Several questions have couple up in the last few weeks about offload quarantines which means a blog post on this topic is overdue. We work hard to stress test every new rpm that is released but on rare occasions customers can encounter an issue with the thin database layer that exists in the offload server. This layer is known externally as "Smart Scan" and internally as "FPLIB" (a.k.a. Filter Projection Library). A crash in the thin database layer could because of either an issue with some aspect of the sql_id (for example, with the predicates) or because of an issue with the data on some region of disk (for example, with the OLTP compression symbol table). The worst, and rarest, form of crashes are where striping leads to every offload server failing simultaneously: these are known colloquially as "Railroad Crashes"). The most important thing is to make sure the retry mechanism doesn't immediately resubmit the query and re-crash the offload server causing a halt to the business operating. In a hospital, the floor nurse would call a code and the crash team would come running with a crash cart to stabilize the patient. Two members of my family are nurses and I'm reminded that nurses are a lot like technical support engineers in that while doing their job they sometimes have to deal with abuse from frustrated patients (customers): please remember that both groups work hard to resolve your issues and be kind to them! What are Quarantines? The option of calling a crash cart is not available to us here so starting in early 11.2.0.3, we created a quarantine system where, after a crash, the exception handler remembers both the sql_id and the disk region being processed and creates a persistent quarantine for both. When a sql_id or a disk region is quarantined any Smart Scan operations on them will be executed in passthru mode. Currently it is hard to see when this is happening, but an upcoming release has a new stat to make this easier. If an operation has been quarantined you can see its effects by monitoring: cell num bytes in passthru due to quarantine Listing Quarantines  When a quarantine has been created you can look at it in detail using CellCLI: CellCLI> list quarantine 1 detail     name:                      1         clientPID:             12798         crashReason:           ORA-600[17099]         creationTime:          2011-02-07T17:18:13-08:00         dbUniqueID:            2022407934         dbUniqueName:          YAMA         incidentID:            16         planLineID:            37         quarantineReason:      Crash         quarantineType:        "SQL PLAN"         remoteHostName:        sclbndb02.us.oracle.com         rpmVersion:            OSS_11.2.0.3.0_LINUX.X64_1012         sqlID:                 1jw05wutgpfyf         sqlPlanHashValue:      3386023660 The 'list detail' version of the command gives us everything we would need to know about exactly what has been quarantined and why it was quarantined. CellCLI also supports manually creating a quarantine using the attributes shown by 'list detail'. Quarantine Escalation This is the topic that has caused the most confusion: if three new quarantines are generated within a 24 hour period the quarantine is escalated to a database quarantine. Using the 'list detail' option we would then see: quarantinePlan:         SYSTEMquarantineReason:       EscalatedquarantineType:         DATABASE Note: the number of quarantines in 24 hours before escalation is configurable via a cellinit param: please contact Technical Support if you feel you have a valid need to change this. The final level of escalation is where if more than one database has been escalated to a database quarantine, the system will escalate to a complete offload quarantine where Smart Scan is disabled completely and all I/O goes through regular block I/O. I'm glad to say that I've have never seen this happen. Dropping Quarantines  The next question is how and when are the quarantines removed. Any quarantine can be removed manually using CellCLI. Quarantines are also automatically dropped by certain operations: Plan Step Quarantines: Dropped on rpm upgrades Disk Region Quarantines Dropped on rpm upgrades, or on successful writes to the quarantined disk region Database quarantines Dropped on rpm upgrades Offload quarantines Dropped on rpm upgrades What about CDB? In 12.1, we changed the architecture of cellsrv to support multiple RDBMS versions running at the same time by introducing the concept of offload servers. When a new rpm is installed it typically contains offload servers for 11.2.0.4, 12.1.0.1, 12.1.0.2, (and 12.2.0.1). This is known internally as multi-DB. Any given operation is tagged with the RDBMS version it is coming from and routed to the offload server for that version. A crash in Smart Scan typically means that only the offload server has to restart and not the central cellsrv that maintains Storage Index and does Smart IO. A side effect of this is that all operations for that RDBMS version can revert to Block IO while the offload server restarts minimizing disruption. The architecture change necessitated a change to the way quarantines are created, checked, and dropped. In multi-DB, installation of a new rpm no longer drops all quarantines. Instead, system created quarantines now record the offload server's rpm version. Manually created quarantines can also optionally specify offload rpm they are to effect. In multi-DB, a quarantine is observed if the offload rpm specified matches the actual offload rpm the operation will be sent to or if no offload rpm is specified regardless of offloadgroup.Multi-DB quarantines are dropped if the matching offload rpm is uninstalled or a new rpm installed for that offload version. Multi-DB quarantines with no offload rpm specified must be dropped manually. Please let me know if you have any questions.   Roger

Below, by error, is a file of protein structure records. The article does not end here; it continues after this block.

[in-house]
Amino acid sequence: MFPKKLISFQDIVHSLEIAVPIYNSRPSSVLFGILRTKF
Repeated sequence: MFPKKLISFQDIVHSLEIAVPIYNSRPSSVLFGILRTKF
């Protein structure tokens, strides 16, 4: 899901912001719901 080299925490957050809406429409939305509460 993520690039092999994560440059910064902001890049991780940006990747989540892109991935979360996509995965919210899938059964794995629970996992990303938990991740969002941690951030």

Several questions have couple up in the last few weeks about offload quarantines which means a blog post on this topic is overdue. We work hard to stress test every new rpm that is released but on...